Liam Neeson's Cold Pursuit has solid box office opening
Liam Neeson's latest film has enjoyed a solid opening weekend at the box office in spite of the race row controversy.
Cold Pursuit took around $11m (£8.5m) in the United States, a similar amount to his recent offerings. Doubts were raised over the Ballymena-born star's character and future career after he admitted he once went looking for a black man to kill after a friend was raped.
Some commentators predicted his latest film's takings would suffer and that could mark the end of his action career.
The BBC, however, reported the fallout has not had a dramatic impact on his bankability.
In 2018 Widows took $12.3m (£9.5m) in its opening weekend, with The Commuter taking $13.7m (£10.6m).
Run All Night (2015) took $11m (£8.5m) while Taken 3 (from his most popular franchise) took $39.2m (£30.48m).
Neeson (66) has been widely criticised over his remarks, albeit with a number of high-profile voices coming to his defence.
The actor gave another interview to defend his comments after a red carpet event for Cold Pursuit was cancelled and he pulled out of a US chat show.
He said he was not racist, that the incident happened 40 years ago and he immediately felt ashamed afterwards.
Actress Whoopi Goldberg and ex-England footballer John Barnes have both defended him.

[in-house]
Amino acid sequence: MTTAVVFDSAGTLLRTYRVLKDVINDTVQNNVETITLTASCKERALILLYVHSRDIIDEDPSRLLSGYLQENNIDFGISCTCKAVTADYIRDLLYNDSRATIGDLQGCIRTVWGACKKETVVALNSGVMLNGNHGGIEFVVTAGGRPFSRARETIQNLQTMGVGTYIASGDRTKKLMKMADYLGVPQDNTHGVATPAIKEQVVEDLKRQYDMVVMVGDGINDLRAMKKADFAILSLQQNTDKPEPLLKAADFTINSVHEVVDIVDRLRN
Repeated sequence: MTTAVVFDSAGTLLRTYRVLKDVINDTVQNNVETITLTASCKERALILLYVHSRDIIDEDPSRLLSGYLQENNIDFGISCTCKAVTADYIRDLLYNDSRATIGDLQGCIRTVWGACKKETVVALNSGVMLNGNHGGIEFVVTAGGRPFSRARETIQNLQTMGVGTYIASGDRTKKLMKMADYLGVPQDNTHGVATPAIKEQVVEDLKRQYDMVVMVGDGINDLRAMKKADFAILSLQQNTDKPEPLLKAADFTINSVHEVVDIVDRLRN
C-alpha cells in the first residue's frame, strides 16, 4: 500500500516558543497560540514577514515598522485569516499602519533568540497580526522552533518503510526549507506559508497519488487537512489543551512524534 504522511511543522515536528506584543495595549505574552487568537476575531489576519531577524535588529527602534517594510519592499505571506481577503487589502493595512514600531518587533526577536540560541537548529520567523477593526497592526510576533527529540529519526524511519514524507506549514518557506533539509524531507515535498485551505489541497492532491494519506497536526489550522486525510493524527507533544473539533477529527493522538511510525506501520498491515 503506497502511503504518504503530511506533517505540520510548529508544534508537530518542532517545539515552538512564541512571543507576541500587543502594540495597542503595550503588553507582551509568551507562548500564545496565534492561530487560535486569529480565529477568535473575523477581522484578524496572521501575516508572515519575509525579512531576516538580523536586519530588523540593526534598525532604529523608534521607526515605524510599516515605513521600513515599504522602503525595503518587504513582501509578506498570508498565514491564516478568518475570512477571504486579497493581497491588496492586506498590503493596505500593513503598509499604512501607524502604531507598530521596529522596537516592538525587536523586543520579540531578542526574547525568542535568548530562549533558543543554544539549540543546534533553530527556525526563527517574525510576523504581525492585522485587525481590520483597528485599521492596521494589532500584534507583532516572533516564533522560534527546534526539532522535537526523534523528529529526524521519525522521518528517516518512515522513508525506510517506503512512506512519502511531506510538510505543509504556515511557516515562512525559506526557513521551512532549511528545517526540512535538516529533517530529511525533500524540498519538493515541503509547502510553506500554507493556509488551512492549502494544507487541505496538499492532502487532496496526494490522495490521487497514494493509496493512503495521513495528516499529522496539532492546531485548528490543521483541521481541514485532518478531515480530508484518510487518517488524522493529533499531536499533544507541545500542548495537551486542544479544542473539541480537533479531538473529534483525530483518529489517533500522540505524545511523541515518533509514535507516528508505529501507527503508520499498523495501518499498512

However, Spike Lee, the director of BlacKkKlansman and Malcolm X, was more critical. "People have to understand history. The Ku Klux Klan was formed to 'save' white, Southern womanhood," he told the BBC's Andrew Marr show.
"Who knows how many innocent black men have been murdered, castrated, lynched or harmed or spent time in jail, only because a white woman said, 'That black man raped her'."
Ms Goldberg (63) has known the actor for years.
"People walk around sometimes with rage, that's what happens," she said.
"Is he a bigot? No. I've known him a pretty long time, I think I would have recognised, I've been around a lot of real bigots. I can say this man is not one.
"You can't be surprised that somebody whose loved one is attacked is angry and wants to go out and attack."
Mr Barnes said the portrayal of the debate so far would discourage football fans who have racially abused players in the past from admitting their actions.
"People are now going to be more afraid to come forward and it has to start the conversation as to who has actually done it, without being afraid of coming out and saying 'I can't help it, that's how I was brought up and I was wrong' - but that conversation needs to be had."